According to a study led by researchers from the Stanford University School of Medicine, early pregnancy with higher blood sugar levels raises the baby's risk of a congenital heart disease, including mothers who do not have diabetes. The study findings were published in The Journal of Pediatrics.

Doctors identified that women with diabetes face an increased risk of giving birth to babies with heart defects. Early studies have suggested that nondiabetic mothers' blood sugar levels linked with babies' heart defect risk. However, the present study examines the most initial part of pregnancy, when the fetal heart is forming.

The study's senior author, James Priest, said, "Most women who have a child with congenital heart disease do not have diabetes." He added, "We found that in women who don't already have diabetes or develop diabetes during pregnancy, we can still measure risk for having a child with congenital heart disease by looking at their glucose values during the first trimester of pregnancy."

A research challenge

One challenge associated with conducting the research, the maternal blood glucose was not routinely measured in nondiabetic pregnant women. To determine whether pregnant women have gestational diabetes, women typically receive an oral glucose tolerance test halfway through the pregnancy. However, this analysis was performed well after the fetal heart had formed.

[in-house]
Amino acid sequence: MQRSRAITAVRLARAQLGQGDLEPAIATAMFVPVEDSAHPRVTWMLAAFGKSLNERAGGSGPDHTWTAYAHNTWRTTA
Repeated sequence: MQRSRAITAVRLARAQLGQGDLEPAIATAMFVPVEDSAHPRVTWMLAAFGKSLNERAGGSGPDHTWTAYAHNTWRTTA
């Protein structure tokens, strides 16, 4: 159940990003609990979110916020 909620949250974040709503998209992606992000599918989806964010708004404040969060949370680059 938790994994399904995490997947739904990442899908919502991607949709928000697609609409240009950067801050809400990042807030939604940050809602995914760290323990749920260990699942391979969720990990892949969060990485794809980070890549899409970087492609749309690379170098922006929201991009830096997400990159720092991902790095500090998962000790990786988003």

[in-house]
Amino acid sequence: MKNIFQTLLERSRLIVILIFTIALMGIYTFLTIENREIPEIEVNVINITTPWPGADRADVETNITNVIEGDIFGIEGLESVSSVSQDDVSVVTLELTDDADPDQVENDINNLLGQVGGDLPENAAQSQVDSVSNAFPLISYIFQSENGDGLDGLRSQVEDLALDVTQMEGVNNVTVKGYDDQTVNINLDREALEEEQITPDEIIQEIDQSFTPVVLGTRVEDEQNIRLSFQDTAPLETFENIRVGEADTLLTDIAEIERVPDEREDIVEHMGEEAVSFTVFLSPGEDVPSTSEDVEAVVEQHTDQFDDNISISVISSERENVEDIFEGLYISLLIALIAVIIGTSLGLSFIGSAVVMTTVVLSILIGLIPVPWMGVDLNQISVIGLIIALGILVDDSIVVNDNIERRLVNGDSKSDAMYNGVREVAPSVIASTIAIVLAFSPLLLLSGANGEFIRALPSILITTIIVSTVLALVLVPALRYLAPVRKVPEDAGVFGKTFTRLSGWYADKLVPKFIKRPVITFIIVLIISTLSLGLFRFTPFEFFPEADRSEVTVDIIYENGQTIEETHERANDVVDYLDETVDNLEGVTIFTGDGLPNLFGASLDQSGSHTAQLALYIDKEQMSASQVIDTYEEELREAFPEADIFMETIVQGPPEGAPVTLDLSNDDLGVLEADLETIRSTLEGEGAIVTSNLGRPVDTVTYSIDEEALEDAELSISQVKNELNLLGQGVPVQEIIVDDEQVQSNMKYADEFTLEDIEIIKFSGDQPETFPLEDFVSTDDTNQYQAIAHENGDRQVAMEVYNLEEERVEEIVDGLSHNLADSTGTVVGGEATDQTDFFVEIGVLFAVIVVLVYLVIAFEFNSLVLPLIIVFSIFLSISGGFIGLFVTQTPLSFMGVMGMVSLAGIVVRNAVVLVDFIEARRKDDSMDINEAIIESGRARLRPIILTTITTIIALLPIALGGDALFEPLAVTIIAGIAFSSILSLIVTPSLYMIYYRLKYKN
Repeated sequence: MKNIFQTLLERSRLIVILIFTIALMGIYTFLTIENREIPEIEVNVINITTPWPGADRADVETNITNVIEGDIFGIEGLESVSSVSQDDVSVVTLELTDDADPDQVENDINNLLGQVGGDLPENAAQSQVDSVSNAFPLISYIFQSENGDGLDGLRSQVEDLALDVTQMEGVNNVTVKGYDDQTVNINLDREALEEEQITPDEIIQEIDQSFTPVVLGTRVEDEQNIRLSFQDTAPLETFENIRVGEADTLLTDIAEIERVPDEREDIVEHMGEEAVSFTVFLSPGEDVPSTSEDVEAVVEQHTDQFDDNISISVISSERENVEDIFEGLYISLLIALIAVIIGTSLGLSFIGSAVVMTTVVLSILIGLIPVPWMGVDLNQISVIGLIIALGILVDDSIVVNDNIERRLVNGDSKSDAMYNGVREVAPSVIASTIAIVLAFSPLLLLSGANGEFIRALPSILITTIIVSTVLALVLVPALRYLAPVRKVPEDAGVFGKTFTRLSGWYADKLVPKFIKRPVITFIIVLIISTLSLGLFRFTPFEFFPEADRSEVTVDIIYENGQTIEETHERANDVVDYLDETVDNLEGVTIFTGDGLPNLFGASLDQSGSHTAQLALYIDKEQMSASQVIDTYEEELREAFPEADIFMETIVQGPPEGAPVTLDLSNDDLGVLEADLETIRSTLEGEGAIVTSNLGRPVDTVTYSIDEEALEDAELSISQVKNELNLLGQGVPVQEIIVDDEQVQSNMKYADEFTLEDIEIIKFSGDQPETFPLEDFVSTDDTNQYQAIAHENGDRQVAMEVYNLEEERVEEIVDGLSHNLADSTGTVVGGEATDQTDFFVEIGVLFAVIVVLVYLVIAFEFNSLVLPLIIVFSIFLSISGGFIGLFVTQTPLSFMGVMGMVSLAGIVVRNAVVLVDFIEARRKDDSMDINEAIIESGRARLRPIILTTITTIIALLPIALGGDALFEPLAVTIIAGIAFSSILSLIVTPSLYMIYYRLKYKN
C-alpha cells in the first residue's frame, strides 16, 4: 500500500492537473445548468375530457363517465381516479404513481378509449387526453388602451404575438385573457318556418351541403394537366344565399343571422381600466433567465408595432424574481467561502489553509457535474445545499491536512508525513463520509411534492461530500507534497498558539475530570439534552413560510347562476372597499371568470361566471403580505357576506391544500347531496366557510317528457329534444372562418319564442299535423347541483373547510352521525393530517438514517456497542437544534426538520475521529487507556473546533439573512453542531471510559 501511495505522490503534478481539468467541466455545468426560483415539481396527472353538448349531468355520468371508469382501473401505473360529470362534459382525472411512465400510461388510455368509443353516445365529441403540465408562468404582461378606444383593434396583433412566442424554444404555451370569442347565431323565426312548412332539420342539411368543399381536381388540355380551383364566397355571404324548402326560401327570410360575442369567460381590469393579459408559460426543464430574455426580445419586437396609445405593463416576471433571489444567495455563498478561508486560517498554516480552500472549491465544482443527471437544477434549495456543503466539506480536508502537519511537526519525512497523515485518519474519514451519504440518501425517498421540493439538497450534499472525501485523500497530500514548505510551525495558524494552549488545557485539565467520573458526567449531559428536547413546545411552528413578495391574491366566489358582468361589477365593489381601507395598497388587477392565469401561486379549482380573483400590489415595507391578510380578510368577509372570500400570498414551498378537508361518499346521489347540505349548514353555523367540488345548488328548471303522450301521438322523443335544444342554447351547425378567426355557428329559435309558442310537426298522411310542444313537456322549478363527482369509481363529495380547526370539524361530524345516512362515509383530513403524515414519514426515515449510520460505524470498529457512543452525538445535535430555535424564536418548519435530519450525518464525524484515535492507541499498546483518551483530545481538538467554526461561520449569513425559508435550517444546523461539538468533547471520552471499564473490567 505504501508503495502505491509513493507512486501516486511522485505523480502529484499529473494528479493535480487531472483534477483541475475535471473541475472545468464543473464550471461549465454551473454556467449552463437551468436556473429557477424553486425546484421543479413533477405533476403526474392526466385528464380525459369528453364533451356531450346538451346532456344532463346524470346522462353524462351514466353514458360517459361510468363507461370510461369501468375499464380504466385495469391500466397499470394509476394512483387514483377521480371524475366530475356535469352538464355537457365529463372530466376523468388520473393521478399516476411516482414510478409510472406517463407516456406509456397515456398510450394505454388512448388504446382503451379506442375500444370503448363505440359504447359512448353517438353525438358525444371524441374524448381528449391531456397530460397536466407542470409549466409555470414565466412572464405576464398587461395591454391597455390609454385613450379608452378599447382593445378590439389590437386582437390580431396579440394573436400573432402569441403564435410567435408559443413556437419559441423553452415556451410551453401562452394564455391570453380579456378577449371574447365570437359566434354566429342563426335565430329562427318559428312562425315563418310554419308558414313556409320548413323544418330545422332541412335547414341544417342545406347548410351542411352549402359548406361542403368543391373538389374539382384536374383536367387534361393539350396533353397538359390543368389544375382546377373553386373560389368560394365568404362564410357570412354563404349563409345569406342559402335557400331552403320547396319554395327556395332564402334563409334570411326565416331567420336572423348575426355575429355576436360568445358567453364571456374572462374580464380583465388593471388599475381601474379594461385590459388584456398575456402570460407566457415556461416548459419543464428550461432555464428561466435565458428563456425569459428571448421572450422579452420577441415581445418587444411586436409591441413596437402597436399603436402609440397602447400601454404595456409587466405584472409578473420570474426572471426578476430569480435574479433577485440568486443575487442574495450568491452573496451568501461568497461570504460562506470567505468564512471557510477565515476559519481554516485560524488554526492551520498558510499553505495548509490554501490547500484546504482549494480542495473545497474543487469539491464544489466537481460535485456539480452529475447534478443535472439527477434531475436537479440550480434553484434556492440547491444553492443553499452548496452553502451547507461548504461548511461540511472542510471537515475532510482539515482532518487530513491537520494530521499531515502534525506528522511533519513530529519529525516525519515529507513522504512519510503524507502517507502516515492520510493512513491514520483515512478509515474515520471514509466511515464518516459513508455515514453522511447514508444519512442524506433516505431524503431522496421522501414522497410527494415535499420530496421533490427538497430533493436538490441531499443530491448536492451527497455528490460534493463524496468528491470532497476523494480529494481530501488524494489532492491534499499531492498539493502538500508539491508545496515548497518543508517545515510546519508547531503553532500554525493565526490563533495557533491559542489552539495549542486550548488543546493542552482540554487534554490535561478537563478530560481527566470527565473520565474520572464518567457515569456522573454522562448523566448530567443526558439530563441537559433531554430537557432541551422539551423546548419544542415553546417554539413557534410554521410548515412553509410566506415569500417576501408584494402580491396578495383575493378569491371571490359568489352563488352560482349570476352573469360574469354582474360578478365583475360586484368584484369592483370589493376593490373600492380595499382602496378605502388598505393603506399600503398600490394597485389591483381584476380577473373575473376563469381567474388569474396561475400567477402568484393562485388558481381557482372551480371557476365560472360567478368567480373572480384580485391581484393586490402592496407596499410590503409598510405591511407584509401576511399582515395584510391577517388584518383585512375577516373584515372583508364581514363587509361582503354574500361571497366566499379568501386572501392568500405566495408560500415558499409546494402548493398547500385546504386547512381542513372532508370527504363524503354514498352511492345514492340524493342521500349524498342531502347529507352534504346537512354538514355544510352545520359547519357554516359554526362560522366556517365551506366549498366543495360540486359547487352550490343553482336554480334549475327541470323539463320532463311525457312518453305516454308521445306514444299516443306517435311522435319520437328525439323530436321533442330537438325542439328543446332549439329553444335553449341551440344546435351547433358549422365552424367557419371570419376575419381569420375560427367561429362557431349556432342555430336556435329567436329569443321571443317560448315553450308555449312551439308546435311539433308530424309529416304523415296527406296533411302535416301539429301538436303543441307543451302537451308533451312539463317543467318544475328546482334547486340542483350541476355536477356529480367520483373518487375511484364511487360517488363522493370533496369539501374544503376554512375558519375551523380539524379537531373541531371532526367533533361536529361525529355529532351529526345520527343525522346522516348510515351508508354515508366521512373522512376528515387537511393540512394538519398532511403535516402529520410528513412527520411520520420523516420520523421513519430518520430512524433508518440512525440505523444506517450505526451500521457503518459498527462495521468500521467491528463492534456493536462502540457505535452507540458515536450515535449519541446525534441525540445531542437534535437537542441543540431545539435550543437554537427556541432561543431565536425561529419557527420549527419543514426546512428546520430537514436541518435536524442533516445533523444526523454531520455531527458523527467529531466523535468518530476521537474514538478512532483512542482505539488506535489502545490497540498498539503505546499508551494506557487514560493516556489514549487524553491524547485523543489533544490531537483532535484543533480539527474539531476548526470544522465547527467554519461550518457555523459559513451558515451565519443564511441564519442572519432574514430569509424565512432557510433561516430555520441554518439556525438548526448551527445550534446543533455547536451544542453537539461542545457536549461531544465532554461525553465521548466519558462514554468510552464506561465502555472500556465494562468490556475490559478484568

Between 2009 and 2015, researchers analyzed medical records from 19,107 pairs of mothers and their babies born. The documents included details of the mothers' prenatal care, including blood test results and any cardiac diagnoses made for the babies during pregnancy or after birth. In the study, Infants with certain genetic diseases, those born from multiple pregnancies and those whose mothers had extremely low or high body-mass-index measures were not included. In the study, 811 infants were diagnosed with congenital heart disease, and the remaining 18,296 were not.

Between four weeks before the estimated date of conception and the end of the 14th gestational week, the investigators examined blood glucose levels from any blood sample collected from the mothers. Early blood glucose measurements were available for 2,292, or 13 %, of women in the study. The results of oral glucose tolerance tests were performed around 20 weeks of gestation, which were available for 9,511, or just under half, of the women in the study.

When risk is elevated

The results disclosed the risk of giving birth to a child with a congenital heart defect was raised by 8 %, after excluding women who had diabetes before pregnancy or who developed it during pregnancy.

The priest said, "We could use blood glucose information to select women for whom a screening of the fetal heart could be helpful." "Knowing about defects prenatally improves outcomes because mothers can receive specialized care that increases their babies' chances of being healthier after birth."